For information on summer festivals and activities, visit the official websites. 


6. Lachine Canal

The 8.3-mile route from the new port to the old —passing over the Lachine Canal— is perfect for a bike ride. You can take a boat along the canal and luxuriate in the lovely weather, amble among the bars and shops, or simply admire the scenery. You might want to end your day in the old port. You can ascend some 200 feet in a glass-bottomed gondola with tempered glass panes to drink in the gorgeous panoramic view of the city. We are, of course, talking about the iconic Montreal Observation Wheel. 

For further information on this attraction, visit


7. Parc Jean-Drapeau

Located on two islands across from the port, this park is dedicated to the environment, conservation, and healthy recreation on both land and water. The park offers eco-tours, yoga classes, art exhibits, paddle boarding, walking paths, bike rides, canoeing, kayaking, and of course, the gigantic, jaw-dropping Biosphere museum. In winter, when snow lays a white blanket over the greenery, it’s time to get out the sleds and skates. Good times continue even in the cold.


8. Botanical Garden

Despite the Great Depression, local elections, and World War II, a visionary managed to achieve his dream of creating a botanical garden in central Montreal, a city that appreciates nature and fun in the sun. During the 1960s and 1970s, research, the growing economy, and a partnership with the University of Montreal set the Garden on the right path, including continuing expansion of the greenhouses. The Garden houses a collection of 22,000 species of plants and flowers, ten greenhouses of exhibits, and more than twenty themed gardens scattered around the garden’s 185.3 acres.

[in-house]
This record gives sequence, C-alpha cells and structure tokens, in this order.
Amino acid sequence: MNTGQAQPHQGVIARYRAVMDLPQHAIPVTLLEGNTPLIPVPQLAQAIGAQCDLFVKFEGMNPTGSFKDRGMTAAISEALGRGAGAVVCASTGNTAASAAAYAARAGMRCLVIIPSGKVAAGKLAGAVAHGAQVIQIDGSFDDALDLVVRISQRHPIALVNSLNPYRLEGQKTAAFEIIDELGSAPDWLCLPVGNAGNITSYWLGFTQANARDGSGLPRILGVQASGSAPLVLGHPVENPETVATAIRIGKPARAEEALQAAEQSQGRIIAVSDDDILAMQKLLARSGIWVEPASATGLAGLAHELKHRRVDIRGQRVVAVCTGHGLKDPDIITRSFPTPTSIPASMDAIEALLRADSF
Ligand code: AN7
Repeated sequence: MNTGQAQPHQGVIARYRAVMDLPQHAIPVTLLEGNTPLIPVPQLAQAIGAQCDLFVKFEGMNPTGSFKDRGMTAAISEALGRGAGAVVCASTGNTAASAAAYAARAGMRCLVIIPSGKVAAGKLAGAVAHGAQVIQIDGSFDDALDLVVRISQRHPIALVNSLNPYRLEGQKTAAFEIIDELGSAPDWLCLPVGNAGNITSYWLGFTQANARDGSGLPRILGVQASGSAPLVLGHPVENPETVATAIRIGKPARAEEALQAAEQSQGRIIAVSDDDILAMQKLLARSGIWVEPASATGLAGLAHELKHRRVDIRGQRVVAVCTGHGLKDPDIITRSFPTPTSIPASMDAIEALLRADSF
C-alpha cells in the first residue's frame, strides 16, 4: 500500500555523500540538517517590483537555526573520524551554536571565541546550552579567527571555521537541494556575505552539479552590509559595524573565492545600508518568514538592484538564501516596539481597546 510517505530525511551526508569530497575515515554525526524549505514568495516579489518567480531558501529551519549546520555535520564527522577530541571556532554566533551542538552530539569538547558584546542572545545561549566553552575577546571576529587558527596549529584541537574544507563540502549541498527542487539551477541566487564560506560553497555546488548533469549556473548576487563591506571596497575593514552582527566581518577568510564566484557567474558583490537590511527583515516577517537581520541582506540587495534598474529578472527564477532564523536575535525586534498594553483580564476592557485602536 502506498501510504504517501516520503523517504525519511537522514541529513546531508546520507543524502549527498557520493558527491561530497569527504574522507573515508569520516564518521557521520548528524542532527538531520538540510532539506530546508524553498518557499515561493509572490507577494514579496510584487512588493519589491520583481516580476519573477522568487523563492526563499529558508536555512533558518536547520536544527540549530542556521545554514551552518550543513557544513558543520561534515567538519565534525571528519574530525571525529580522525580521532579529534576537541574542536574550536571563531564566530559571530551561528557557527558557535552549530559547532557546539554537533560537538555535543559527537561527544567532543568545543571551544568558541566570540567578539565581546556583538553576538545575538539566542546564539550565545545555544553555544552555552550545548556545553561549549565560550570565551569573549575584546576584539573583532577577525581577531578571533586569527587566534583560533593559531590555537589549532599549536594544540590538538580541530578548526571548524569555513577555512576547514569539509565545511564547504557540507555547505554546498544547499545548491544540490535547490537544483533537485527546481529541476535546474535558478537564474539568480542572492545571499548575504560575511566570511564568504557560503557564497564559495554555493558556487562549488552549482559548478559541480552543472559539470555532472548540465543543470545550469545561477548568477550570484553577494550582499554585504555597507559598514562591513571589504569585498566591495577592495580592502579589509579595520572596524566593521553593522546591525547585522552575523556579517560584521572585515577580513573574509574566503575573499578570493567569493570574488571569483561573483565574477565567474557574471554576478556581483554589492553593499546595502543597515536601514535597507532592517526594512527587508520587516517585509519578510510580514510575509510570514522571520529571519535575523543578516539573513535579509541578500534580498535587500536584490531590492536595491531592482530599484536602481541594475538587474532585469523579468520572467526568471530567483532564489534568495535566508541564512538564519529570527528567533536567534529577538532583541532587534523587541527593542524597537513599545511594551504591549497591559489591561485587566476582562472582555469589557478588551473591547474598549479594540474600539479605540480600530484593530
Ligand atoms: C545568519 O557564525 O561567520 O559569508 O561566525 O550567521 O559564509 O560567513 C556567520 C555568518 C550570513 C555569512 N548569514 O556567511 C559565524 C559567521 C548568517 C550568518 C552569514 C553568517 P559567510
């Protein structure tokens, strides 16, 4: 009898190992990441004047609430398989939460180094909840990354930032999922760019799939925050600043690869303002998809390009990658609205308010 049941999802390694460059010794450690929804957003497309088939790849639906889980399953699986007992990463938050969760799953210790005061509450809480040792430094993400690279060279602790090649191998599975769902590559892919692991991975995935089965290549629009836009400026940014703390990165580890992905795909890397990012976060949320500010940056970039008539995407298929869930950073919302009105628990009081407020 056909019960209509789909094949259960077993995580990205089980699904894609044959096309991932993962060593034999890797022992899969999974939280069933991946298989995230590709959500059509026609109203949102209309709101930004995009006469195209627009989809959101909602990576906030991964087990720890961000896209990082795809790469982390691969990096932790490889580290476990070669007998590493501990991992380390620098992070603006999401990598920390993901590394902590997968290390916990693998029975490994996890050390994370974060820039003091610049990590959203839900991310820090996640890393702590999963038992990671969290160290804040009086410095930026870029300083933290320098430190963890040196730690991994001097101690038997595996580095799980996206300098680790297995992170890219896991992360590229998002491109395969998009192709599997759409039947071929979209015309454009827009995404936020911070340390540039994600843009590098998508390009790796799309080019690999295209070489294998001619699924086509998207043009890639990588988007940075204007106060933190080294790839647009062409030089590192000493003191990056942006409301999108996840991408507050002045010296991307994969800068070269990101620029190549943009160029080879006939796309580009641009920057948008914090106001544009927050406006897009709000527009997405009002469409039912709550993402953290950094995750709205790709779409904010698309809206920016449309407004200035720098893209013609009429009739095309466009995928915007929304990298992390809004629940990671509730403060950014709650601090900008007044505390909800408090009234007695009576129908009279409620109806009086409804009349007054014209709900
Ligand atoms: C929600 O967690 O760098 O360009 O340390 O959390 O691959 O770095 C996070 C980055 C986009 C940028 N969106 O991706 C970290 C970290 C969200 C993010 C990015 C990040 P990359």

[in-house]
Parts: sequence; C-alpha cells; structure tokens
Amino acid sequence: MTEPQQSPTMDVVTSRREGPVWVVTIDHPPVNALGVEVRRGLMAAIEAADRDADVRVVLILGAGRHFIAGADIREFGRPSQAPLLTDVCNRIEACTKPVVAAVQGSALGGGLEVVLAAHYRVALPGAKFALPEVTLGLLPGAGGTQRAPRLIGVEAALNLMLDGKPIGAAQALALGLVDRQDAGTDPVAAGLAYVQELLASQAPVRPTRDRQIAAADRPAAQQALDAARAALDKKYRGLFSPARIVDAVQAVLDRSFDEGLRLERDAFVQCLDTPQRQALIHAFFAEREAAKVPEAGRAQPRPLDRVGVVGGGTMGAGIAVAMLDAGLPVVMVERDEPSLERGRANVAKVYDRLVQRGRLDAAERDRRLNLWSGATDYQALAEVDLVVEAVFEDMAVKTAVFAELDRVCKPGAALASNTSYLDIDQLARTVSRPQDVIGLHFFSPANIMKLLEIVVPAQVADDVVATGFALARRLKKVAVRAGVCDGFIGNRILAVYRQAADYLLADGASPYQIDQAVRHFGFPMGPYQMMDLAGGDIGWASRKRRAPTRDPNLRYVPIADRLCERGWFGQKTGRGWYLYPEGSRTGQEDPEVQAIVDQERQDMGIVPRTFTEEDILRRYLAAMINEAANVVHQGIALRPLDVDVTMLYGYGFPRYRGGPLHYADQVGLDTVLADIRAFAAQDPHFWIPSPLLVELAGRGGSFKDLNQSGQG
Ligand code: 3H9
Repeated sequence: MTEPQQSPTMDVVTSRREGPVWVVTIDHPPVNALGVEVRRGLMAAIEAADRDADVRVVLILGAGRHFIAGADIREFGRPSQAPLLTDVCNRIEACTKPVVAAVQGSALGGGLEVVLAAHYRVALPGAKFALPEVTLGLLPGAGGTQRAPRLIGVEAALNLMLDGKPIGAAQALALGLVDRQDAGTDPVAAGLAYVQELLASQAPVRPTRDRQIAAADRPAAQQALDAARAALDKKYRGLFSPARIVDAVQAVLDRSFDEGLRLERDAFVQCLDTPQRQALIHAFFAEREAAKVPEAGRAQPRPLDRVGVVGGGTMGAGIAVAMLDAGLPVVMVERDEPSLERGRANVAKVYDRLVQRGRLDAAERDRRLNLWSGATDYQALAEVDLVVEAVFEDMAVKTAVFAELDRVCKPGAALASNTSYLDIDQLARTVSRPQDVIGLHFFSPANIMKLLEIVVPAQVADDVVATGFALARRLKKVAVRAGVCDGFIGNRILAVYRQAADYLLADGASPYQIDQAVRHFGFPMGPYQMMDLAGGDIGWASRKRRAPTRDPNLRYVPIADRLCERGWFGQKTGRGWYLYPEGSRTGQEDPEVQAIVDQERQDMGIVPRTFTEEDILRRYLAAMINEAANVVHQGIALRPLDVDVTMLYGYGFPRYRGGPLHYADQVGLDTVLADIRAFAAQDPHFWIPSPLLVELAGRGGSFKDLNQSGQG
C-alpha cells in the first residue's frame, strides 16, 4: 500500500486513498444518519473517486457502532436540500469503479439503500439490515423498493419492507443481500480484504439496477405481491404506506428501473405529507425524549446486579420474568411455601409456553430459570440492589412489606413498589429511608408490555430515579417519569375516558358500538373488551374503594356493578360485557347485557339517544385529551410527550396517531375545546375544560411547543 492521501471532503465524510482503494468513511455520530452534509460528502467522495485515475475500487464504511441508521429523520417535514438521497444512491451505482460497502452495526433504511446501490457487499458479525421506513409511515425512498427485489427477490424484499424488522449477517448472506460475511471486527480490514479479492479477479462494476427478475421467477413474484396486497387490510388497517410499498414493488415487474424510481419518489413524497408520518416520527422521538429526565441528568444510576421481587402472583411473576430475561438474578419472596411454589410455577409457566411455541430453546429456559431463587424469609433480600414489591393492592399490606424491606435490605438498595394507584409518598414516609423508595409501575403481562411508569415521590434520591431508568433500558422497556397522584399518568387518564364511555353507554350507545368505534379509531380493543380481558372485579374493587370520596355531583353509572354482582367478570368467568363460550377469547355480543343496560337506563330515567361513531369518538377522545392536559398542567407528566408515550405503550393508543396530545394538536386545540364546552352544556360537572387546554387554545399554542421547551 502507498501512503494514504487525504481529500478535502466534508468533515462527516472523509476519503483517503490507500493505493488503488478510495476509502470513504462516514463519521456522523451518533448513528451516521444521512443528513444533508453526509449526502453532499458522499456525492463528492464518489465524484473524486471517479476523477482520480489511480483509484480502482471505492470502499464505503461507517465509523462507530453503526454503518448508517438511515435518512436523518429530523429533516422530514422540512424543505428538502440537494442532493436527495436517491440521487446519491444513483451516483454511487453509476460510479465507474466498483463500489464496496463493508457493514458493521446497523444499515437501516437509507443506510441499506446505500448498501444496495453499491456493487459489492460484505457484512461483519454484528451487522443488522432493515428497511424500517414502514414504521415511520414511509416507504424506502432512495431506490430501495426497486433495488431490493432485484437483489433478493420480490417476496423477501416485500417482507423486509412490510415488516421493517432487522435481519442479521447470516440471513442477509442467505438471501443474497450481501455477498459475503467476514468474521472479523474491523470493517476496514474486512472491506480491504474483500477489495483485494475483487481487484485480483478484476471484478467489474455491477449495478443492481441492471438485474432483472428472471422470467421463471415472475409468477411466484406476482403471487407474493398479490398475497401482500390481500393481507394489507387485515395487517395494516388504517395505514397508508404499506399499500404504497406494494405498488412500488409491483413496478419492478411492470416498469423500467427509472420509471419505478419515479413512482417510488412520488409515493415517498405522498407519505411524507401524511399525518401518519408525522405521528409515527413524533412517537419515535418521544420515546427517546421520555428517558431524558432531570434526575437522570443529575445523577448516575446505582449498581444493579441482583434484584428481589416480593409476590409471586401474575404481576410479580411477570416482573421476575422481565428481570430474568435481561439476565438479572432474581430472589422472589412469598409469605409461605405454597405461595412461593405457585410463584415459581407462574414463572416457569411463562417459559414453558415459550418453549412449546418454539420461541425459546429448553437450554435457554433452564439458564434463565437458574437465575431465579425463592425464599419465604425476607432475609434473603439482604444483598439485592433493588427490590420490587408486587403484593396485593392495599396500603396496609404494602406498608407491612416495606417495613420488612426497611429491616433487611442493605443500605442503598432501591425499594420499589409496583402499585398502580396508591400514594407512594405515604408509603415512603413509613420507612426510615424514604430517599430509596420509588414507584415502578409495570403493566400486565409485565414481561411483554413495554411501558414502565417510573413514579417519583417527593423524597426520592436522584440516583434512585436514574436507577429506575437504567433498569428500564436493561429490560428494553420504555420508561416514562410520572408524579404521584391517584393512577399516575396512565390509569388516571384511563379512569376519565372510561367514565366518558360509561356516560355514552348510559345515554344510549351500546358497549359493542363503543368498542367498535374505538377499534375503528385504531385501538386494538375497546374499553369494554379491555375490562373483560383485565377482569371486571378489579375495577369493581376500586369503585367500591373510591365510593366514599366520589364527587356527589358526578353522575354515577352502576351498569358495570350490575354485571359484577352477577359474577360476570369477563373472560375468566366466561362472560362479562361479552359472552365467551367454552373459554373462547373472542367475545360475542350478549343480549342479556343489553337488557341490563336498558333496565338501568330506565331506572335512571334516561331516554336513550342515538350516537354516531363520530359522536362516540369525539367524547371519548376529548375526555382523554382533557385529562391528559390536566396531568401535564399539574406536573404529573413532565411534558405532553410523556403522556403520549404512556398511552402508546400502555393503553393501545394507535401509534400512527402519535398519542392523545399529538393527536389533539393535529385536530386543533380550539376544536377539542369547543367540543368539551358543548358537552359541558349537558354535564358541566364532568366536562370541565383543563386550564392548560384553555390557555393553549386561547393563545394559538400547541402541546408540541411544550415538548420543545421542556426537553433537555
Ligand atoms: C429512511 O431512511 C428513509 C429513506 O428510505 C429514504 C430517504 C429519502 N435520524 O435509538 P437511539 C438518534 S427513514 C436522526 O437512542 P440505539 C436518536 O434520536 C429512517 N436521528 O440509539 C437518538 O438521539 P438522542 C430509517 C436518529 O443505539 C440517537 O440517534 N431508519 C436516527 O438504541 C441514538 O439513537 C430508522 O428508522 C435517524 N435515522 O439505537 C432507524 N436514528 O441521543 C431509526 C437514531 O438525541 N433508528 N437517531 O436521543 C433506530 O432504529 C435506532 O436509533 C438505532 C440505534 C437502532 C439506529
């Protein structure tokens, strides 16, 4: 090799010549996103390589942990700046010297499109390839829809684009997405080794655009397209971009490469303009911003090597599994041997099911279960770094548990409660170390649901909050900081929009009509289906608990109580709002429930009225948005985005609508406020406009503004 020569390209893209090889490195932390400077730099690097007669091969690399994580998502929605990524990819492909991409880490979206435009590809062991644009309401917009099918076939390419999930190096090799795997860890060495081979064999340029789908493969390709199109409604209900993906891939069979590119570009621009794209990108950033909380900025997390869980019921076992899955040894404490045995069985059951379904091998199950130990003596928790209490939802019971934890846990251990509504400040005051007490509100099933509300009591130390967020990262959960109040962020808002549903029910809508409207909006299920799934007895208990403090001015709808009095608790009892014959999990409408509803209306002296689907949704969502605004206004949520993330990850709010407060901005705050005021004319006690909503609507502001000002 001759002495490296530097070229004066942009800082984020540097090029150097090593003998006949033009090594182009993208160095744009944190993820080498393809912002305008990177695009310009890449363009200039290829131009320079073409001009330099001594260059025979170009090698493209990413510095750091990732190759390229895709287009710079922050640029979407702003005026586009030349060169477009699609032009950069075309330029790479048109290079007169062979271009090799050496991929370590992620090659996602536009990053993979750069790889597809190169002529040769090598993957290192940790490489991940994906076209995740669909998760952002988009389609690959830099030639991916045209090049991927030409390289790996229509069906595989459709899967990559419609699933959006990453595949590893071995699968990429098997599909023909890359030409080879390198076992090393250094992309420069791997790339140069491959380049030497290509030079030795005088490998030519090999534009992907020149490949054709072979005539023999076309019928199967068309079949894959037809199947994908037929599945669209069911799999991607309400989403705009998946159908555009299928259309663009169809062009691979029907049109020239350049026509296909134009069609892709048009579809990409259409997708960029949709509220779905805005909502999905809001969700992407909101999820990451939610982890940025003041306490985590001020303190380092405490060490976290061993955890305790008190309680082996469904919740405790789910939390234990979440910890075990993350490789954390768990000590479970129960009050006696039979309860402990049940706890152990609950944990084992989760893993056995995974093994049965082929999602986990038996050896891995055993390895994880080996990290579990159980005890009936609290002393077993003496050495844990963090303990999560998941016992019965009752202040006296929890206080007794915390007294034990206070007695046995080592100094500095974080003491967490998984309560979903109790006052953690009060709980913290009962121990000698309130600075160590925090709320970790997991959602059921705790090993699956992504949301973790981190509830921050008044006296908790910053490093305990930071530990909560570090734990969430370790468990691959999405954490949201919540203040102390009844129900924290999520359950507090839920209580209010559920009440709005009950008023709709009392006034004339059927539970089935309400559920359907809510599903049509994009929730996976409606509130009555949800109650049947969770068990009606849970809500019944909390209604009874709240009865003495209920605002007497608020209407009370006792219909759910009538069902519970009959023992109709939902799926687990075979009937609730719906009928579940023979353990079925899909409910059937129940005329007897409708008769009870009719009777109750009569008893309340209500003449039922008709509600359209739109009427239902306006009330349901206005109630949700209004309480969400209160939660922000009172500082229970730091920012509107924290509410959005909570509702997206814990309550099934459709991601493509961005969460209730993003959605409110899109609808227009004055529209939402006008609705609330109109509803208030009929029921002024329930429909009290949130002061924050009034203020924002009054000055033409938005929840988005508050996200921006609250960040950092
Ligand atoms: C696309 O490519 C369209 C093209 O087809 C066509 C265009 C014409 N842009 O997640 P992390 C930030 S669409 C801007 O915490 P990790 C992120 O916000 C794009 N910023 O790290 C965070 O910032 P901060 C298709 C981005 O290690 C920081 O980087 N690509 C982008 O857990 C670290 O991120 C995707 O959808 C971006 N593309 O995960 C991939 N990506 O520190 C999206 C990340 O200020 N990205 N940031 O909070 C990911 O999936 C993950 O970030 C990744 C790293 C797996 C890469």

For further information, visit


9. Biodome

The Montreal Biodome lets you experience five types of ecosystems under one roof. The dome was originally built as a velodrome for the 1976 Olympic Games; however, to commemorate the city’s 350th anniversary in 1989, it was converted into the Biodome or Space for Life. Heedless of summer sunshine or winter cold, visitors to the Biodome can stroll through the tropical rainforests of the Americas and the Laurentian maple forest, walk along the Gulf of St. Lawrence and the Labrador coast, and explore sub-Antarctic islands. It is a magnificent oasis of life and a splendid place to learn about how plants and animals interact at different latitudes.


10. Place des Arts

Known also as the Quartier des Spectacles (entertainment district), Place des Arts is home to the Montreal Symphonic Orchestra, the Metropolitan Orchestra, Les Grands Ballets Canadiens, and the Opera of Montreal. Place des Arts started as an initiative of Mayor Jean Drapeau, a noted opera lover, as part of a project to expand the city center eastward. The district hosts major festivals, cultural events, and popular activities all year round, including the Montreal International Jazz Festival, Les Francofolies, Just for Laughs, Montréal en Lumière, and the Grand Marché at Christmas.